Free-inquiry as an Obstruction to the Path of Wisdom

It has been well-known and accepted fact that Buddhism advocates logical reasoning and freedom of questioning as opposed to ‘blind acceptance’. There are not many religious founders or philosophers who were as so outspoken as the Buddha who says – Do not accept even what I say, without reasoning. Such a statement leaves the person above all as the authority – the determiner – to use one’s intellect and come to a conclusion when a truth-claim is made. But, there are misinterpretations of this concept of free-inquiry. And it is particularly dangerous when one is exposed to wrong or improper knowledge leading one far away from the truth.

One major outcome of ‘free-inquiry’ is an increasing number of self-claimed ‘non-religious’ people. To explicate this phenomenon – a common trend in modern society, I give a small example.

In an ‘introduction to science’ class, a professor, attempting to establish ‘religious faith’ as inferior to ‘scientific or objective inquiry’ cites how Darwinian evolutionary theory revolutionized the age-old belief in creation – shattering the belief in God. Further the Professor in a proud and firm voice says that he does not believe in God, never visits any religious institution, attends to no religious function, and, most importantly, does not let his children visit any temple, church, or mosque. It is noteworthy that this professor, seeming so delightful in his understanding of the non-existence of God – which is an outcome of his ‘free-inquiry’ – is playing a role as an authority creating a generation of students in ‘blind-acceptance’ – to accept his own understanding, without encouraging them to explore the other truth-claims – which is totally in contrast to free-inquiry.

Explaining why he does not visit Buddhist monasteries he says that – although there is no place of the Creator God, Buddhism speaks of minor gods dwelling in heavens. “If there is not the father God”, he joked, “how can there be children god, a heaven?” Some students fascinated by this professor’s reasoning gave a ‘loud laugh’!

It is clear from the example that, the position taken by this professor is not of God, or of one submitted to the God, but considering himself as superior to both, perhaps, of a ‘super-God’!

According to Buddhism, free-inquiry is not the ultimate aim or the end in search (or quest) of knowledge or enlightenment. It is a criterion – a means to proper understanding of the truth of things, and ultimately leading to wisdom. One has to adopt free-inquiry with the pure intention (or quest) to know, not to prove one’s smartness boasting of one’s ego. In fact, experiencing the insubstantiality of the ‘ego or self’ is a fundamental aim of Buddhist path.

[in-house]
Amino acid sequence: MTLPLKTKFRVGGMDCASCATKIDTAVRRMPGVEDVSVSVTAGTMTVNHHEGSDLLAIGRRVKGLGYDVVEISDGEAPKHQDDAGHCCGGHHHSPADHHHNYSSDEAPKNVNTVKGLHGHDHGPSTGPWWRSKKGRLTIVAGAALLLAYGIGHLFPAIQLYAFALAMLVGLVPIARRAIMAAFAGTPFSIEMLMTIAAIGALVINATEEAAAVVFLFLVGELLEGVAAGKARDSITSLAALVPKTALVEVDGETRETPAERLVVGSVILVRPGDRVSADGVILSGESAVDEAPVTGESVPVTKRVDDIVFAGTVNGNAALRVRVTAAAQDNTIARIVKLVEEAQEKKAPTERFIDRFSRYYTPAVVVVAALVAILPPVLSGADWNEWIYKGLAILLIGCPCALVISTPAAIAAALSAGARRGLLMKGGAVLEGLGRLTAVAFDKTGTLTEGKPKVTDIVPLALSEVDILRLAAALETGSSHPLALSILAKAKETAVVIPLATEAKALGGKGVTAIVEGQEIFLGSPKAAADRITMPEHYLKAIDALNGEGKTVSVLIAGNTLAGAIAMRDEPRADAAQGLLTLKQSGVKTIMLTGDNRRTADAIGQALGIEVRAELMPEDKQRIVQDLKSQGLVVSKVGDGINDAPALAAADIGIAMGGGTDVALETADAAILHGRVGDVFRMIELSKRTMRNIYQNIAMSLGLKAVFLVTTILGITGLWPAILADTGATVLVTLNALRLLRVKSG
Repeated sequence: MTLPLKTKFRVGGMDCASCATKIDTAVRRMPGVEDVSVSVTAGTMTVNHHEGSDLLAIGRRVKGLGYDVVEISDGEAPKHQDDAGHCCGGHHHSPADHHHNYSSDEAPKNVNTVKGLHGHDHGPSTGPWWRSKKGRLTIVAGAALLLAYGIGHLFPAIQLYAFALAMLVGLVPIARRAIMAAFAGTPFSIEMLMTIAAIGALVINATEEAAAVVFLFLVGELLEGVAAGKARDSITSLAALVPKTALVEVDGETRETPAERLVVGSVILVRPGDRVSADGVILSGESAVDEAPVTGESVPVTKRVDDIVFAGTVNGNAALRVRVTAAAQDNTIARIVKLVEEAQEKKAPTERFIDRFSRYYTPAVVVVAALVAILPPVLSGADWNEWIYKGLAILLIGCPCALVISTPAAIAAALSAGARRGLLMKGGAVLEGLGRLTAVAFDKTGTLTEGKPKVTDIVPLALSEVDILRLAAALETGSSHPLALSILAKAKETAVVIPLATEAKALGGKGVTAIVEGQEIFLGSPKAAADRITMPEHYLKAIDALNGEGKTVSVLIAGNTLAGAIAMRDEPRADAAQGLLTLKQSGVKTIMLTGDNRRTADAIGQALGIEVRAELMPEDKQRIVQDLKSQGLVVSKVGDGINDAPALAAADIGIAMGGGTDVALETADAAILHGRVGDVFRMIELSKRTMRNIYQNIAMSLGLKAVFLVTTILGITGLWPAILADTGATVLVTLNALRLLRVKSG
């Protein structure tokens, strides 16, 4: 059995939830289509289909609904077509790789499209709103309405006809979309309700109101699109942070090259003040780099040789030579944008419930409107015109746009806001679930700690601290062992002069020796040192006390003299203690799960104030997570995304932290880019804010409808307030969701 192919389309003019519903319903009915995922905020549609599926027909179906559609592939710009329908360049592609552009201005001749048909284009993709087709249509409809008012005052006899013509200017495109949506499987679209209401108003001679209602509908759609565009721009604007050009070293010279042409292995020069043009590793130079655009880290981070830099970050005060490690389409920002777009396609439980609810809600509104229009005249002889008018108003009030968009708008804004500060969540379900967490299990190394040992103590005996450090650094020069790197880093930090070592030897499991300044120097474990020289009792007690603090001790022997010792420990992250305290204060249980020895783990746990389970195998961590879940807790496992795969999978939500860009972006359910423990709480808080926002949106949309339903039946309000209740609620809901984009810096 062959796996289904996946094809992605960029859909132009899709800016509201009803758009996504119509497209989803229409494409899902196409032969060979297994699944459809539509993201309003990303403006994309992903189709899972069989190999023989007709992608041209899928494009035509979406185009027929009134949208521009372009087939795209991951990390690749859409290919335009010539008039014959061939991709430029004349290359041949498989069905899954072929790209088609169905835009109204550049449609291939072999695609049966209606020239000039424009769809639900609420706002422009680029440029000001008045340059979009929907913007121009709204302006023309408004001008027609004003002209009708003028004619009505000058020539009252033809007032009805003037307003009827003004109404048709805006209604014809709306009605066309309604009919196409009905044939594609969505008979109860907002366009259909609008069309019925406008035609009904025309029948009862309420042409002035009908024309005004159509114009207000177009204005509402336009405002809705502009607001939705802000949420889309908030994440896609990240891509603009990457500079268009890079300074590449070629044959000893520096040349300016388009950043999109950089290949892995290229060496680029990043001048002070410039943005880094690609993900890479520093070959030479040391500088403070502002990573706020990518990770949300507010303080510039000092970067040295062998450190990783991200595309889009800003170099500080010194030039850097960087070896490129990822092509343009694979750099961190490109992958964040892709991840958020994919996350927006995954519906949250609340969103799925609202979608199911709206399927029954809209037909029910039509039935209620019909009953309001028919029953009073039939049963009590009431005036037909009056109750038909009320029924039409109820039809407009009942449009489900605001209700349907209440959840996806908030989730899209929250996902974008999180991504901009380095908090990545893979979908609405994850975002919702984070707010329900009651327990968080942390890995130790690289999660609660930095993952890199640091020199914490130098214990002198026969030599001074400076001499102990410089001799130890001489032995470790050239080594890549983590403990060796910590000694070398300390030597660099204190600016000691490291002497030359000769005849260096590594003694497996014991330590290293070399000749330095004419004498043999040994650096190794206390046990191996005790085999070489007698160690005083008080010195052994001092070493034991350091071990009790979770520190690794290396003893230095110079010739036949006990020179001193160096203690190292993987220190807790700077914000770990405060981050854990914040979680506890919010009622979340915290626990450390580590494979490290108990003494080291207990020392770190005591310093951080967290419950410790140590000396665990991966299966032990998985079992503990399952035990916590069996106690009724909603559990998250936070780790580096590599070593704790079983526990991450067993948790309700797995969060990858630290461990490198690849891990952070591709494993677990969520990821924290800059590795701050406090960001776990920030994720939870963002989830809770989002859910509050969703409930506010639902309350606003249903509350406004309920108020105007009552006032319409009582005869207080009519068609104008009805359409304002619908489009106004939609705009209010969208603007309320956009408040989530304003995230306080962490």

If free-inquiry is accompanied by the pure intention to know, one would see that human beings are positioned as the best of all the beings on the basis of the fact that only humans can upgrade their intellectuality to the supreme purity, not even gods. Buddhism speaks of obtaining divinity as an outcome of virtuous conduct in this life on earth. The equation is as simple as saying – doing virtuous deeds, at least by keeping to the promise of observing the five precepts, leads to divine abodes. If one is to justify the existence of heaven, Buddhism would simply recommend one to follow the path – which is to live as true human being maintaining the five precepts, to witness the heaven. There is no hiding, restrictions, blind-acceptance, or submission to an authority– the truth-claim is disclosed to be verified by anyone who wishes to do so. Such a position, one may firmly say, does no harm to ‘free-inquiry’. In fact, it contributes much for the well-being of the humanity.

When students are trained to follow the criterion of free-inquiry, they need also to be cautioned – rather warned – of the dangers it entails. Free-inquiry becomes dangerous when one’s ‘ego’ overcomes one’s desire to know. The truth of things is far superior to clinging to the egoistic ideas of ‘I’, ‘me’, or ‘my’. As long as one is not free from ‘I consciousness’ it is impossible to comprehend or experience the truth defined in Buddhism. The exercise of objectivity or free-inquiry is also not fully possible, as seen in the above example, as it leads only to partial knowledge of things, not ‘experiential wisdom’.

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